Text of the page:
Manchester United Legend Paul Scholes Returns: Why This Could Be a Good Thing

Andrew MacbrideContributor IIJanuary 9, 2012

Paul Scholes returned to action in the FA Cup game vs Manchester City
Paul Scholes returned to action in the FA Cup game vs Manchester CityLaurence Griffiths/Getty Images

The Premier League threw up one of its more intriguing stories, as two legends of the Premier league era, returned to the clubs in which they made their name. Thierry Henry has signed a two month loan deal with Arsenal. However, more surprisingly was the return of Paul Scholes, who came out of retirement to take his place on the bench on Sundays Football Association Challenge Cup tie against Manchester City.  

The return of Henry has been met with a mixed but largely positive press. Many believe this to be good business for Arsene Wenger as both Gervinho and Chamakh depart for the African Cup of Nations this month.  The reliable back up is needed for current talisman Robin van Persie. Henry, at 34, will have lost the breakneck pace he was known for in his first, hugely successful spell at Arsenal. He is still a clinical finisher, and still performs well for the New York Red Bulls.  Although, not on the same level as the Premier League, he is still in an improving league of MLS. 

The return of Paul Scholes has been met with a somewhat disdain and general bad press. Many, have seen this as a result of desperation in response to the abnormal injury in December, and in some quarters an admission that the emerging youth, namely Ravel Morrison and Paul Pogba are not good enough to step up to regular first team action. Supporters greet the move more favorably then the press, who have cited the often denied but increasingly obvious lack of funds available from the much maligned owner of the Glazers. 

Contrary to general opinion, I do think that this move will be a good one for Manchester United. With the injury crisis seemingly continual, and with key figures such as Darren Fletcher ruled out for the season and the return date of Tom Cleverly unclear, we are short of number. 

Theirry Henry has swapped New York for London at least for a while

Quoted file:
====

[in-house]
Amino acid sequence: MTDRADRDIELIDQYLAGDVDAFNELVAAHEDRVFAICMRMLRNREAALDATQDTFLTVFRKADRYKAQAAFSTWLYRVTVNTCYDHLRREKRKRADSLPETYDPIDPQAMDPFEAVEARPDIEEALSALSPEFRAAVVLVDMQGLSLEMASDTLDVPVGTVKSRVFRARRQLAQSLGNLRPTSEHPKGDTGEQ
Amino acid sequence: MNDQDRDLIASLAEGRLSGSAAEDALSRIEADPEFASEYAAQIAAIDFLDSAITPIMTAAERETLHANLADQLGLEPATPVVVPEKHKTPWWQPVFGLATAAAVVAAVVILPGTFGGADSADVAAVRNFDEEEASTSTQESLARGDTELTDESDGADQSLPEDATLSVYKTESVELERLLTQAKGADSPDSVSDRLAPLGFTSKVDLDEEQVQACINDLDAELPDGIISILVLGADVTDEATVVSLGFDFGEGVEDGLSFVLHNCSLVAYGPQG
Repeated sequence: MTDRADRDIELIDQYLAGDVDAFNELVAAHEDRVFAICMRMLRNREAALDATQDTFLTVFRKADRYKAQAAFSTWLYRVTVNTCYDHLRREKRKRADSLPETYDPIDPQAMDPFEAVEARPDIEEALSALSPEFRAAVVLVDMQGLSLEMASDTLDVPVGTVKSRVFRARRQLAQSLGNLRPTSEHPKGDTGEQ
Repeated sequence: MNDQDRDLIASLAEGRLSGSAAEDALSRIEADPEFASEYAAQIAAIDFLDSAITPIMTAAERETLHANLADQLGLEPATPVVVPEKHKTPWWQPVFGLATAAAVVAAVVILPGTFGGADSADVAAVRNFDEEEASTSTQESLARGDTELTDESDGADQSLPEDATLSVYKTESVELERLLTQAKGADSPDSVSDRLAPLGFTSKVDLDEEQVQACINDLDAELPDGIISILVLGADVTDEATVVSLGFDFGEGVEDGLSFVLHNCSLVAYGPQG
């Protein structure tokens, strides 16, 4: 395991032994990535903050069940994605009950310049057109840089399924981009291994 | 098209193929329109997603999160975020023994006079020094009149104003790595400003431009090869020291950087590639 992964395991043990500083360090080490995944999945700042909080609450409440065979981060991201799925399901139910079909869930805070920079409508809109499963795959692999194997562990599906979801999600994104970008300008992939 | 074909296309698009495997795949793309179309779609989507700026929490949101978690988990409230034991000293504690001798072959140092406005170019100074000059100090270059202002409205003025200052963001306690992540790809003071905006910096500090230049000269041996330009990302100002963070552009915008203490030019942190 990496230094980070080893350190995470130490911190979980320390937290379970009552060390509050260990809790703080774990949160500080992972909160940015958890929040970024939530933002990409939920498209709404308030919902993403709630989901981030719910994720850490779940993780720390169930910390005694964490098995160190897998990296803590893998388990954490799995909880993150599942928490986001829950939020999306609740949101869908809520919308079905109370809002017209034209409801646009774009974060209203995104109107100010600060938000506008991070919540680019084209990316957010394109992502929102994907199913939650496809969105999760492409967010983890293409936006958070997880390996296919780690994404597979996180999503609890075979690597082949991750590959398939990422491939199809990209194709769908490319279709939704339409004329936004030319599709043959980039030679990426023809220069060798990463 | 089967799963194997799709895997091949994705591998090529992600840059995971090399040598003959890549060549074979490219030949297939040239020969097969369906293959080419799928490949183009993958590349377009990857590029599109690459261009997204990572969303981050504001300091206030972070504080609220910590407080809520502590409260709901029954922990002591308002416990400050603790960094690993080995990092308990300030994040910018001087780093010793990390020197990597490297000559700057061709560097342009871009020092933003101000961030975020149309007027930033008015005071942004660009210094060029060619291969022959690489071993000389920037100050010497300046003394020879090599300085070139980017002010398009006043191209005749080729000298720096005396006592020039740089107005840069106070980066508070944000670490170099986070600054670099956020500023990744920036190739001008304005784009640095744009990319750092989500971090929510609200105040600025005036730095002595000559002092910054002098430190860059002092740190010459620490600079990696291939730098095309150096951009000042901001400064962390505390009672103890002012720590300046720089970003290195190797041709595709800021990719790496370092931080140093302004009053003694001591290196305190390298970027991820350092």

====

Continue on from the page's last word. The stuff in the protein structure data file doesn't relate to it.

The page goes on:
Theirry Henry has swapped New York for London at least for a whileMike Stobe/Getty Images

Manager Alex Ferguson has stated on numerous occasions the unwillingness to delve into the January transfer window, portraying  a lack of value in the transfer market. Being realistic, United can not compete with their oil-rich neighbours Manchester City in both wages and transfer fee.  A player linked with Manchester City sees their value hugely inflated. Secondly, to get the calibre of player who can compete in the Champions League, Manchester United needs to look at an estimated 15 million dollar plus outlay to attract the likes of Mario Gotze.  In January, clubs are unwilling to let go of the top players, and many of the Champion League fans will not let their clubs trade coveted players. So those expecting world class signings will be sadly disappointed.

The return of Paul Scholes will add much needed creativity and possession retention to the centre of United's midfield, though he can not be expected to operate as a box-to-box midfielder as he did back in his heyday. He still without a doubt possesses the ability to unlock defences and spread the play around the field. He made more passes for United then any other player and 97% accuracy certainly lives up to the well coined "Sat-Nav" nickname. Many detractors will point to the misplaced pass that led to City's second goal, but I think Lindegaard and the central defence falling asleep were more to blame. 

Scholes experience and know-how will provide a massive boost for morale in the dressing room, and is still good enough to play at the highest level when required. I stress this is only as a temporary solution to a long term problem. This allows Ferguson to seek a replacement in the summer. The only risk in this shortterm deal is that Scholes loses the dignity of retiring at the top of your game. 

Long live the Ginger Ninja